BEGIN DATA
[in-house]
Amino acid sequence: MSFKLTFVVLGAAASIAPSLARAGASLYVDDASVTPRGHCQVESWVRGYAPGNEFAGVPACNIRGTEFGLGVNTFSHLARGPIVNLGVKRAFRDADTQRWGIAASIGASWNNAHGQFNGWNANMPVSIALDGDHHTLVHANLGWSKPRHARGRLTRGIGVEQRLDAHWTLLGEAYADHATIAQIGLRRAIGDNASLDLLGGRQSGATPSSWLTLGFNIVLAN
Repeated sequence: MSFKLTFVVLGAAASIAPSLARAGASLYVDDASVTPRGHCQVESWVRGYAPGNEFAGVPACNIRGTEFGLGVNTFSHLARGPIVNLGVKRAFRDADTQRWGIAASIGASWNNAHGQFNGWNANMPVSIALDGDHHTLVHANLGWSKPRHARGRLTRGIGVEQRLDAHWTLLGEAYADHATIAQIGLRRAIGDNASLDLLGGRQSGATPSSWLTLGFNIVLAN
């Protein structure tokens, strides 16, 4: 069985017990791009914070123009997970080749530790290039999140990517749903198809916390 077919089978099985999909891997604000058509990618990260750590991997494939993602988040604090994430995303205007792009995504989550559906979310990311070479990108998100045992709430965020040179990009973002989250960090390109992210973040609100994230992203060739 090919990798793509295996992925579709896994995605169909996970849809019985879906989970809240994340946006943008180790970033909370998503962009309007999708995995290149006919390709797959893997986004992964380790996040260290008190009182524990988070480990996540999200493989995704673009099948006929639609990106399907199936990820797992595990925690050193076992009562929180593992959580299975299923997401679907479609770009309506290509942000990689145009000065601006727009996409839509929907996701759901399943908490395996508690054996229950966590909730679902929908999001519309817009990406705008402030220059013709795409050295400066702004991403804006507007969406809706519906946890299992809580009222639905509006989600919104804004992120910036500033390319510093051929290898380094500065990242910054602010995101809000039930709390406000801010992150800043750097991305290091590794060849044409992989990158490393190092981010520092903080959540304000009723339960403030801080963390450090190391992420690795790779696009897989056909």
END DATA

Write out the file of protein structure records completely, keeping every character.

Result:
[in-house]
Amino acid sequence: MSFKLTFVVLGAAASIAPSLARAGASLYVDDASVTPRGHCQVESWVRGYAPGNEFAGVPACNIRGTEFGLGVNTFSHLARGPIVNLGVKRAFRDADTQRWGIAASIGASWNNAHGQFNGWNANMPVSIALDGDHHTLVHANLGWSKPRHARGRLTRGIGVEQRLDAHWTLLGEAYADHATIAQIGLRRAIGDNASLDLLGGRQSGATPSSWLTLGFNIVLAN
Repeated sequence: MSFKLTFVVLGAAASIAPSLARAGASLYVDDASVTPRGHCQVESWVRGYAPGNEFAGVPACNIRGTEFGLGVNTFSHLARGPIVNLGVKRAFRDADTQRWGIAASIGASWNNAHGQFNGWNANMPVSIALDGDHHTLVHANLGWSKPRHARGRLTRGIGVEQRLDAHWTLLGEAYADHATIAQIGLRRAIGDNASLDLLGGRQSGATPSSWLTLGFNIVLAN
């Protein structure tokens, strides 16, 4: 069985017990791009914070123009997970080749530790290039999140990517749903198809916390 077919089978099985999909891997604000058509990618990260750590991997494939993602988040604090994430995303205007792009995504989550559906979310990311070479990108998100045992709430965020040179990009973002989250960090390109992210973040609100994230992203060739 090919990798793509295996992925579709896994995605169909996970849809019985879906989970809240994340946006943008180790970033909370998503962009309007999708995995290149006919390709797959893997986004992964380790996040260290008190009182524990988070480990996540999200493989995704673009099948006929639609990106399907199936990820797992595990925690050193076992009562929180593992959580299975299923997401679907479609770009309506290509942000990689145009000065601006727009996409839509929907996701759901399943908490395996508690054996229950966590909730679902929908999001519309817009990406705008402030220059013709795409050295400066702004991403804006507007969406809706519906946890299992809580009222639905509006989600919104804004992120910036500033390319510093051929290898380094500065990242910054602010995101809000039930709390406000801010992150800043750097991305290091590794060849044409992989990158490393190092981010520092903080959540304000009723339960403030801080963390450090190391992420690795790779696009897989056909």